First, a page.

These women, or other senior women in the organisation, are anointed as Head of People, or Gender Diversity Sponsor or similar, and are expected to single-handedly ‘solve the issue’.  If they’re lucky, the board will agree to authorise resources to support the position in the form of additional help and/or budget. Yet in most cases, all the resources are going to be insufficient because the ‘problem’ cannot be solved by one or few individuals, and certainly not this particular ‘problem’ (because it’s not so much a problem but an unexplored opportunity).

Parachuting women into senior roles

In many cases, gender imbalance exists primarily at the very top.  Many companies tackle the issue by bringing in lateral hires as they don’t appear to have their own senior female pipeline to address the disparity.  Sadly, this is one of the worst solutions to this issue.  Having spoken to a number of corporates who have taken such measures it becomes clear very quickly that there is no substitute for ‘growing your own’.  Attracting senior women from elsewhere is, at best, a temporary solution.  These freshly-hired women – like the the women who have been at the company for years – will be exposed to the very same culture that failed to produce the senior pipeline in the first instance.  As a result, the new senior female leaders are likely to become disenchanted with their roles as they come to realise that they are not hired for their expertise and contribution but, instead (to put it bluntly), to tick a box.   Even if they do succeed in making a contribution to the company that is genuinely valued, companies have to carefully guard these women from being hired away by others with a similar agenda.  The reality is that there are not that many senior women out there who seem to satisfy the existing requirements for board or senior level hires (although, of course, many more women can indeed to the job) so, unless companies develop their own female leadership pipeline, they stand to lose those recent hires to others that have a similar approach to gender balance.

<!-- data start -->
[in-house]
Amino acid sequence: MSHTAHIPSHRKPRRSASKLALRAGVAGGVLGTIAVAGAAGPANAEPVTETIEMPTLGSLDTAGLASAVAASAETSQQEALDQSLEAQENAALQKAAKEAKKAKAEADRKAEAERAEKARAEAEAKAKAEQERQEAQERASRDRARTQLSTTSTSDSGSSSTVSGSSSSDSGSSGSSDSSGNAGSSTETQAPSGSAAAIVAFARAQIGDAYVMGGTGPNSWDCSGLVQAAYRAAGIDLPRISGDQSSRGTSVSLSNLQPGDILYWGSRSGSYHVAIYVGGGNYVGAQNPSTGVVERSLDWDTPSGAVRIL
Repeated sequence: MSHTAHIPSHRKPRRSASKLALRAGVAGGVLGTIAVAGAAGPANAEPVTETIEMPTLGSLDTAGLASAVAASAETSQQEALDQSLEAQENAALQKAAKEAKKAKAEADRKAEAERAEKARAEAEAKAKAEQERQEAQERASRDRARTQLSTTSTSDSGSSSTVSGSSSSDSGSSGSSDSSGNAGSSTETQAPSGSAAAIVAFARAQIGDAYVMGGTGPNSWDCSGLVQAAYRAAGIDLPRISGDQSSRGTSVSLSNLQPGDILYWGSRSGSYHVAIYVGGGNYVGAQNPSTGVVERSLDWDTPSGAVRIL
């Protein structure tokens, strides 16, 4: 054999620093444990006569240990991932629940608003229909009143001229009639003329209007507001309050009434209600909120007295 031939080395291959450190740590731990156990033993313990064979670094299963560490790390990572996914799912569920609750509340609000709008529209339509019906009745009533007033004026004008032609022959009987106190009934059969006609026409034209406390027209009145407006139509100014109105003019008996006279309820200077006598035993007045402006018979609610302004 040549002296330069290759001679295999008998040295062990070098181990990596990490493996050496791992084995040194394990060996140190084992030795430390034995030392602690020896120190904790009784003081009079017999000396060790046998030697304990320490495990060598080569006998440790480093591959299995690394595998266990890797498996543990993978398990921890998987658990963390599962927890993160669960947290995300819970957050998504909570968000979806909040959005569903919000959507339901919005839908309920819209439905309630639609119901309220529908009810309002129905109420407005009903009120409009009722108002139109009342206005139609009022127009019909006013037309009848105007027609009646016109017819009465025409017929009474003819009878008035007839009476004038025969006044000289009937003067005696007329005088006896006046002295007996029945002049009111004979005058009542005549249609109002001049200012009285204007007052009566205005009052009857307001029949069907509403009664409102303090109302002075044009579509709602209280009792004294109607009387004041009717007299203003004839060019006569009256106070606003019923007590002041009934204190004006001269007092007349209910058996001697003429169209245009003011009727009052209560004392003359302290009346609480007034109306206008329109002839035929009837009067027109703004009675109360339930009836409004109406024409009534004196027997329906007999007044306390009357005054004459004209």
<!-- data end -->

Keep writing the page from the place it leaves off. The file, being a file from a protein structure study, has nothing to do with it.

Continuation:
These are but a few reasons current initiatives fail to advance gender balance at work, and there are a number of others.  If you would like to explore this topic further, email us for a longer version of this post.

That was the month that was… June 2018

by Rebecca Dalton

The government-backed Hampton-Alexander Review issued its interim report on gender balance with a list of some of the reasons given for not appointing women to FTSE company boards.

Here are some of them:

  • “all the ‘good’ women have already been snapped up”
  • “our annual report runs to 165 pages. Most women are too weak to carry it to the boardroom”
  • “we have one woman already on the board, so we are done – it is someone else’s turn”
  • “most women don’t want the hassle or pressure of sitting on a board”
  • “this is a dynamic 24/7 company. When the Harvey Nics shoe sale is on, we lose our female workforce for days on end. We can’t risk share prices collapsing just because it’s 30% off on the Jimmy Choo’s.”

* two of these are not real excuses

Meanwhile, improving diversity at airlines was a big theme at the International Air Transport Associations’ annual conference in Sydney. Just the right forum for Qatar Airways CEO Akbar Al Baker to treat us to his view that an airline has to be led by a man ‘because it’s a very challenging position.’ Cue a slightly stunned pause and audible gasps. After which his audience at the press conference – and social media worldwide – decided laughter was the best medicine. Allowing Mr Baker to claim it was a joke all along.

Yes, of course it was dear.

Mr Baker has form in this area, once describing female air stewards on other airlines as ‘grandmothers’ and boasting that the average age at Qatar was 26.

Furiously rowing back on his cracking ‘joke’ he issued a statement that ‘Qatar Airways firmly believes in gender equality and… it would be my pleasure if I could help develop a female candidate to be the next CEO of Qatar Airways.’

Hopefully, that position may become available quicker than you think, grandad.